Thursday, February 25, 2010

Oliver Twist by Charles Dickens

"Please, sir, I want some more."  More Dickens, that is!

After finishing David Copperfield last year, I was a little burned out on Dickens.  Okay, let's be honest -- it was a Dickens OD!  In twelve months, I had completed five major works, four of which were more than 800 pages.  That's. A lot. Of. Dickens.  Anyway, after a break, I returned to my online Dickens group, which recently decided to start reading the books in order of publication. Though I'd read Oliver Twist just a couple of years ago, I enjoyed it just as much the second time around.

For those of you who are not familiar with the basic plot, here it is in a nutshell: Poor Oliver Twist is born in the workhouse to a mysterious woman who dies in childbirth. After nine years in a wretched orphanage, he's sent to the back to the workhouse to start earning a living, and one fateful day, he has the nerve to request a second helping of food: "Please sir, I want some more." After even more mistreatment, Oliver runs away from an apprenticeship and makes his way to London. En route he meets up with a boy nicknamed the Artful Dodger. Oliver, grateful for food and guidance, unwittingly follows the Dodger and joins a band of thieves run by the malevolent Fagin, who is in league with the evil Bill Sikes. But will Oliver's inherent goodness prevent him from falling under their evil influence? Will Oliver fall into a downward spiral and a life of crime, like so many other poor children?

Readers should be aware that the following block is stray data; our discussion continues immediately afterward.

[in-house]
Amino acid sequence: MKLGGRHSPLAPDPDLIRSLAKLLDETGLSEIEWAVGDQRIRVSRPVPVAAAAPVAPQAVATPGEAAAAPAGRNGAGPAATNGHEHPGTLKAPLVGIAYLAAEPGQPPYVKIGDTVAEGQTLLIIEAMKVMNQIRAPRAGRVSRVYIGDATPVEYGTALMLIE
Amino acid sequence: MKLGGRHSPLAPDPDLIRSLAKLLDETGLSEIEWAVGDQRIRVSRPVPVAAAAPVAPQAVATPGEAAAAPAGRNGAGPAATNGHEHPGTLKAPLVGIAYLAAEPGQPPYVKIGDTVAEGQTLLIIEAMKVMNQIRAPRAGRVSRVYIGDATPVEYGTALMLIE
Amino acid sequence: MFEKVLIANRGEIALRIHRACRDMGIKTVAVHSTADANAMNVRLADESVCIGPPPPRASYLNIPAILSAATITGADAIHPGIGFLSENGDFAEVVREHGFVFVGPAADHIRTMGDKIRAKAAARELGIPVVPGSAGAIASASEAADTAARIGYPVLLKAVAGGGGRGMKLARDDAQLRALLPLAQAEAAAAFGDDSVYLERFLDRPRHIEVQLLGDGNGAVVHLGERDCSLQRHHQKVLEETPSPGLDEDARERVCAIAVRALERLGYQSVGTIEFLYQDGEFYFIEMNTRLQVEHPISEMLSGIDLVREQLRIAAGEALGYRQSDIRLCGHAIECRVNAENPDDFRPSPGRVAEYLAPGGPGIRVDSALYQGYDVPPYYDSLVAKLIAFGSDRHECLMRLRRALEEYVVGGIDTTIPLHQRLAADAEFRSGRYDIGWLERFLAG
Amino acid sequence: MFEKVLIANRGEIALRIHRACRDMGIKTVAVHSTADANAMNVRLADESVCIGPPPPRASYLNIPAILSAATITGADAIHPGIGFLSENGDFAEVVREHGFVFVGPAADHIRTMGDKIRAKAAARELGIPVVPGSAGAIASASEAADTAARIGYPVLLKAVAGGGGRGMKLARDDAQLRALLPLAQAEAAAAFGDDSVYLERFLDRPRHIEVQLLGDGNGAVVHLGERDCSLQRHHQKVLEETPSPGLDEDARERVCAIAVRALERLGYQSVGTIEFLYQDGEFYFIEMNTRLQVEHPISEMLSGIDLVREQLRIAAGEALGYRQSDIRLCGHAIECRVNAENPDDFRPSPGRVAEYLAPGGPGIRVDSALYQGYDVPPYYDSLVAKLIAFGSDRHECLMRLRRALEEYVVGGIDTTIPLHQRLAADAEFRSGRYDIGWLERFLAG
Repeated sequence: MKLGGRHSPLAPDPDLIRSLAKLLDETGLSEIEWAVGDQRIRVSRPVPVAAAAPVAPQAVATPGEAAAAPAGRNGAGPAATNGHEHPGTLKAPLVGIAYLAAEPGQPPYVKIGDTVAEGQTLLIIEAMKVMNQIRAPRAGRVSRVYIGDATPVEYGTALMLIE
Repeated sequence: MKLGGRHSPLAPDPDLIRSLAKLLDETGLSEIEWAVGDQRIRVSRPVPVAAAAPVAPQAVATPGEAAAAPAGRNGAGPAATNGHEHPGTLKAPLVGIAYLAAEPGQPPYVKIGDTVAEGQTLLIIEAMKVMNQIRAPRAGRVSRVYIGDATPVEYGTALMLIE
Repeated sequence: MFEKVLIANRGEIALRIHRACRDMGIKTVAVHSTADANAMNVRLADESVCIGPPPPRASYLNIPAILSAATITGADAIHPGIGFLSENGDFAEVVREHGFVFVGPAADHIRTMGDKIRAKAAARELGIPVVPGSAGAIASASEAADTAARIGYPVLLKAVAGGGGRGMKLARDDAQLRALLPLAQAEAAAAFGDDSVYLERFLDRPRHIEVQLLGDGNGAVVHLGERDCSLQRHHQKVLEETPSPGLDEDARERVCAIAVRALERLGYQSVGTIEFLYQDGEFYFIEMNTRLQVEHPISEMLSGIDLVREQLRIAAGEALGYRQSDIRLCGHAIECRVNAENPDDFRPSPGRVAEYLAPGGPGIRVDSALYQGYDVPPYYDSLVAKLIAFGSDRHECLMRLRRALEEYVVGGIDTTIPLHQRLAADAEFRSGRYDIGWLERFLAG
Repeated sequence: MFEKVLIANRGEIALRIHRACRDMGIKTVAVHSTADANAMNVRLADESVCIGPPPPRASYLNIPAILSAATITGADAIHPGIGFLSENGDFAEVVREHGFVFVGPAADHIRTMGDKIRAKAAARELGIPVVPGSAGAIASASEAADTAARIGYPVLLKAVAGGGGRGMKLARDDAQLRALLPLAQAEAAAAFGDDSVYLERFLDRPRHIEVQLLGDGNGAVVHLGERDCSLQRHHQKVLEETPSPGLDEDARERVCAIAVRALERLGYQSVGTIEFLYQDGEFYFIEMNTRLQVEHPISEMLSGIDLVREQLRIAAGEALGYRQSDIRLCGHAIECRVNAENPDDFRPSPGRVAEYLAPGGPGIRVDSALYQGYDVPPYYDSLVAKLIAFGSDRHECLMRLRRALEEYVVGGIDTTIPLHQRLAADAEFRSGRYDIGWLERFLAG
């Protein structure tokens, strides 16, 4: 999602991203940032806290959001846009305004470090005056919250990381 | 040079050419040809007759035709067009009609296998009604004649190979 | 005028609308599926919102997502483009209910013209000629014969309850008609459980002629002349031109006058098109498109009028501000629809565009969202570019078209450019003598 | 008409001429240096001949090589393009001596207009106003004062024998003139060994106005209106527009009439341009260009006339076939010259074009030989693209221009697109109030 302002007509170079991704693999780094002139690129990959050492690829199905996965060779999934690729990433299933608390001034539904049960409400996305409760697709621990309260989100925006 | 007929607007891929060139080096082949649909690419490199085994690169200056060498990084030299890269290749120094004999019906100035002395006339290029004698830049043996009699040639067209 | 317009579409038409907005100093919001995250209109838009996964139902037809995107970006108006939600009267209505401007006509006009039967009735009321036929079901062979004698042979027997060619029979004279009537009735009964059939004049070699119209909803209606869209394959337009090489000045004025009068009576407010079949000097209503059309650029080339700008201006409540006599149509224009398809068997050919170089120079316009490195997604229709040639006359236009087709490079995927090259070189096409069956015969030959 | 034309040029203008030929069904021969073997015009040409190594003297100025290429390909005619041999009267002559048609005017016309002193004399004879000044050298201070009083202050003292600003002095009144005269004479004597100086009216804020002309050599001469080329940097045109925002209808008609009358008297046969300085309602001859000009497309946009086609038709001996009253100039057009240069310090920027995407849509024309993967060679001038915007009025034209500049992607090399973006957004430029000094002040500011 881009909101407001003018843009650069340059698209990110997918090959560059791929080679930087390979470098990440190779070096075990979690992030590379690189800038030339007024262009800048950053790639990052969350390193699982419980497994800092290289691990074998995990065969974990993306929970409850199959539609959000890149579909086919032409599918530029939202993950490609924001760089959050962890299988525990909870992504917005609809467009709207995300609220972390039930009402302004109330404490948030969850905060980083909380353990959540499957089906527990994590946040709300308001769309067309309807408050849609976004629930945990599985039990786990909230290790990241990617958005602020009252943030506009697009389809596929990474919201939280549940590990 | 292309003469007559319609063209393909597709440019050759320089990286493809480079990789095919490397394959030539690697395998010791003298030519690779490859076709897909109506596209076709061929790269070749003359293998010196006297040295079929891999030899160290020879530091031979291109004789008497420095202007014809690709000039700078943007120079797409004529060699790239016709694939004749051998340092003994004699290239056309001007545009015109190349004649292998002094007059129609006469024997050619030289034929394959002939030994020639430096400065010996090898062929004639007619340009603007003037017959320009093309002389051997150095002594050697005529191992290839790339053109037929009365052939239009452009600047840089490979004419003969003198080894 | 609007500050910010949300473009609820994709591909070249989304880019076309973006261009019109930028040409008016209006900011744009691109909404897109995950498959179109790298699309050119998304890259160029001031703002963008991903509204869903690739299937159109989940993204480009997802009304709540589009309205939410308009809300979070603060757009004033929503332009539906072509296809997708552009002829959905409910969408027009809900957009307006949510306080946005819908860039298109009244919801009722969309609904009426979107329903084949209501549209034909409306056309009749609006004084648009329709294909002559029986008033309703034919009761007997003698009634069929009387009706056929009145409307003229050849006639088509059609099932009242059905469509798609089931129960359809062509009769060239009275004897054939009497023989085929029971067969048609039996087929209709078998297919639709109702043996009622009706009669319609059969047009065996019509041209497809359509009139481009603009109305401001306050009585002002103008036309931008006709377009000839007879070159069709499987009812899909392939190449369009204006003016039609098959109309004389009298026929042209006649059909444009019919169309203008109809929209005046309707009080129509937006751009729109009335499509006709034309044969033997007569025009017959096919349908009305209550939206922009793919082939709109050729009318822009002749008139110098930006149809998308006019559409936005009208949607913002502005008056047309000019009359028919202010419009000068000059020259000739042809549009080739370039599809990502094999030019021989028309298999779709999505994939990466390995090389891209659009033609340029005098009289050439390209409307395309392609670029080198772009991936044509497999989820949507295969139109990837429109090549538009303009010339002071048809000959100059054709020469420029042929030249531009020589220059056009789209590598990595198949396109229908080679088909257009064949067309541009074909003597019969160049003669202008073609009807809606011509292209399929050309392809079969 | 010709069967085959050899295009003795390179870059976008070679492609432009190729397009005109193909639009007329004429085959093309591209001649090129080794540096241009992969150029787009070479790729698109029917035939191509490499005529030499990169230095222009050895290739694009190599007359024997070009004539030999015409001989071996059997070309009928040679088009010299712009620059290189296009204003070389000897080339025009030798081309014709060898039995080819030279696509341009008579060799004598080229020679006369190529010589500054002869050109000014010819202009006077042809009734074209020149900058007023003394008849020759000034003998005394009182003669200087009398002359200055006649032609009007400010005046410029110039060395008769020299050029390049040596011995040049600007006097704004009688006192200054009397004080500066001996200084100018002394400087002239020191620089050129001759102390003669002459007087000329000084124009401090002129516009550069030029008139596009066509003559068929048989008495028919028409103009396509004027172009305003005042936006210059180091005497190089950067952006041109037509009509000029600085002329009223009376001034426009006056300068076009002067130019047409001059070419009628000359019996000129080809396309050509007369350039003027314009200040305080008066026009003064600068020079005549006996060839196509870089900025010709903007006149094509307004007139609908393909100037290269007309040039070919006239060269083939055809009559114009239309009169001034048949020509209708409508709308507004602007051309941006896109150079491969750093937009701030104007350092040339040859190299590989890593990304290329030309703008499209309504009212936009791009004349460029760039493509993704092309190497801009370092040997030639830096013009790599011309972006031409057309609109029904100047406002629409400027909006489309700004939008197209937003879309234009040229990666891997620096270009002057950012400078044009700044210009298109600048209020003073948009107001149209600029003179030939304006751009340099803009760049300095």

More than anything, I think Dickens' strength is his ability to create fantastic, cliff-hanging plots and memorable characters.  It was twenty years between my first and second readings of Great Expectations,  yet I vividly remembered Pip, Joe, and the creepy Miss Havisham.  Every Dickens work I have read includes several memorable characters -- it would take too long to list them all here.  But I think everyone has heard of poor little Oliver begging for more gruel; the Artful Dodger, and of course the sinister Fagin.  Honestly, Dickens writes the best villians in Victorian literature (with apologies to all you Wilkie Collins fans); maybe even the best villains ever.  Bill Sikes? Madame LeFarge? Mr. Tulkinghorn?  Completely evil, completely memorable.  To read Dickens is to remember it forever, in my humble opinion.

So those are Dickens' strong points.  Other points: It's true,  Dickens wrote his works as serials, so they tend to be long (OT is one of the shorter works, 430 pages of actual text in my edition; the rest is explanatory notes and introduction). Yes, he does include improbable coincidences, and some of his sentences tend to be long and flowery. But he creates such amazing plots, such indelible characters, and you can't beat the satire. Here's an description of the food in the workhouse: